And you do have a lot of producers, a lot of bookers and other types of professionals who appear on the blogs, which is a really fascinating thing. The blogs are an extension of the stage management thing, but also a challenge to that model.

Image from daveynin used under a Creative Commons License.

August 10 2010


All Our Ideas facilitates crowdsourcing — of opinions

What do readers want from the news?

It’s a hard question to answer, and not only because we don’t often know what we like until we find ourselves liking it. To figure it out, news outlets have traffic patterns on the one hand, and, if they choose, user surveys on the other; each is effective and unsatisfying in its own way. But what about the middle ground — an analytic approach to creative user feedback?

Meet All Our Ideas, the “suggestion box for the digital age“: a crowdsourcing platform designed to crowdsource concepts and opinions rather than facts alone. The platform was designed by a team at Princeton under the leadership of sociology professor Matt Salganik — initially, to create a web-native platform for sociological research. (The platform is funded in part by Google’s Research Awards program.) But its potential uses extend far beyond sociology — and, for that matter, far beyond academia. “The idea is to provide a direct idea-sharing platform where people can be heard in their own voices,” Salganik told me; for news outlets trying to figure out the best ways to harness the wisdom and creativity and affection of their users, a platform that mingles commenting and crowdsourcing could be a welcome combination.

The platform’s user interface is deceptively simple: at each iteration, it asks you to choose between two choices, as you would at the optometrist’s office: “Is A better…or B?” (In fact, Salganik told me, All Our Ideas’ structure was inspired by the kitten-cuteness-comparison site Kittenwar, which aims to find images of the “winningest” kittens (and — oof — the “losingest”) through a similar A/B selection framework.) But the platform also gives you the option — and here’s the “crowdsourcing” part — of adding your own idea into the mix. Not as a narrative addition — the open-ended “Additional Comments” box of traditional surveys — but as a contribution that will be added into the survey’s marketplace and voted up or down by the other survey-takers. (The open-ended responses are limited in length — to, natch, 140 characters — thus preventing modern-day Montaignes from gumming up the works.) You can vote on as many pairings — or as few — as you wish, and contribute as many/few ideas as you wish.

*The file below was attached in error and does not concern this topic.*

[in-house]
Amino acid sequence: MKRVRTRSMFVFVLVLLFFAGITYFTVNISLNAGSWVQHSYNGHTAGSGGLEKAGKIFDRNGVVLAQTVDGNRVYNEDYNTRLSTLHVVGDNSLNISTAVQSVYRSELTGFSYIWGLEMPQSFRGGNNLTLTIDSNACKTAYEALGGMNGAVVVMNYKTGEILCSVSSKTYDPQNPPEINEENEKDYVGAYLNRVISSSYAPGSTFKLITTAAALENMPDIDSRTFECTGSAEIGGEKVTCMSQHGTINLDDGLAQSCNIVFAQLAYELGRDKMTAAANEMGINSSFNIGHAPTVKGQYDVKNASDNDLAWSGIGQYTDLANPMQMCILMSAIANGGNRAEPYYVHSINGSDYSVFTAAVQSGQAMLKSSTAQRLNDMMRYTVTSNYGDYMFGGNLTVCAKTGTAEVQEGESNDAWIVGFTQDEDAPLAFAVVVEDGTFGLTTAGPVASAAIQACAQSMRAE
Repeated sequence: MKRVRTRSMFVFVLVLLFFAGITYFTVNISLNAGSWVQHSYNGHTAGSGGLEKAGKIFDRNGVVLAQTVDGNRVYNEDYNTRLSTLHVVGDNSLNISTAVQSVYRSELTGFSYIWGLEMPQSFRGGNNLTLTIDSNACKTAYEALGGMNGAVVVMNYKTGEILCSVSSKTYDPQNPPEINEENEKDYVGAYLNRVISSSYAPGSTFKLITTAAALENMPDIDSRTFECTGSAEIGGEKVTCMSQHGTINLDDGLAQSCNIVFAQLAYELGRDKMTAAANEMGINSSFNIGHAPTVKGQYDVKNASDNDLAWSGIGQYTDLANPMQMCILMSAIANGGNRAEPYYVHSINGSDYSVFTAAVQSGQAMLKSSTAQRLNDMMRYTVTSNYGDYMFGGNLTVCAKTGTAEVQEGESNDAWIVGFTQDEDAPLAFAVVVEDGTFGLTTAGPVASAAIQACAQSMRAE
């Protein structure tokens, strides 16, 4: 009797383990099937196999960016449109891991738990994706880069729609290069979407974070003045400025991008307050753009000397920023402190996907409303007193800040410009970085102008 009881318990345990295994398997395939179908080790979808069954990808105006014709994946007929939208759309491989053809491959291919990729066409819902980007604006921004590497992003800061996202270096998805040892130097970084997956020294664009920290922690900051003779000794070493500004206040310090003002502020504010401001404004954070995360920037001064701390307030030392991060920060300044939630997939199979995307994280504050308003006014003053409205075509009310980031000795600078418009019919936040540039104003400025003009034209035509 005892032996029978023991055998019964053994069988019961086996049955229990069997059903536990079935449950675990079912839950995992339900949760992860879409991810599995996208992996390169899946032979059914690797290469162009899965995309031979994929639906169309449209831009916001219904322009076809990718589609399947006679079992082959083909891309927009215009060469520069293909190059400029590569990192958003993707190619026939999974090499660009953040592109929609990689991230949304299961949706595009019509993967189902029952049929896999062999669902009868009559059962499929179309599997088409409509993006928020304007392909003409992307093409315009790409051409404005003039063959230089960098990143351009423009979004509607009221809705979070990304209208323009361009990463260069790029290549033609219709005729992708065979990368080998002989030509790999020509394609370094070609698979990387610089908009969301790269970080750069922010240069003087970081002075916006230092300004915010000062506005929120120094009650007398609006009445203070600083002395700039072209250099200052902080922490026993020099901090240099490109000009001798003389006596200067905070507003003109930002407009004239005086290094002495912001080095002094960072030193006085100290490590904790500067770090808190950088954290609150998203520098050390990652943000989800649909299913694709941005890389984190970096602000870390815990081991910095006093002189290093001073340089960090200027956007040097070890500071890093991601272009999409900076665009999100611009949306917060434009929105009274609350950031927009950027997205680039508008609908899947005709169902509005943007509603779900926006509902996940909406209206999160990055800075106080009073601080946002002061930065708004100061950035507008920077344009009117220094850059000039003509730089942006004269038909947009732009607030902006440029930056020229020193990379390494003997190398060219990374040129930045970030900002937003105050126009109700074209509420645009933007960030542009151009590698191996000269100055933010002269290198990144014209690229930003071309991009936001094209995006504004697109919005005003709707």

That contribution aspect is a small, but significant, shift. (Think of All Our Ideas, in fact, like Google Moderator — with a cleaner interface and, more significantly, hidden results that prevent users from being influenced by others’ feedback.) Because, it should be said: in general, from the user perspective, traditional surveys suck. With their pre-populated, multiple-choice framework, with those “Additional Comments” boxes (whose contents one assumes, won’t be counted as “data” proper and so likely won’t be counted all), they tend to preclude creativity on the part of the people taking them. They fall victim to a paradox: the larger the population of survey-takers — and thus, ostensibly, the more rigorous the data they can provide — the less incentive individual users have to take them. Or to take them seriously.

But All Our Ideas, with its invitation to creativity implicit in its “Add your own idea” button, adjusts that dynamic. The point is to inspire participation — meaningful participation — by a simple interface with practically no barriers to entry. The whole thing was designed, Salganik says, “to be very light and easy.”

Here’s what it looks like (you can also test it out for yourself using All Our Ideas’ sample interface — a survey issued by Princeton’s student government asking undergrads what improvements it should make to campus life):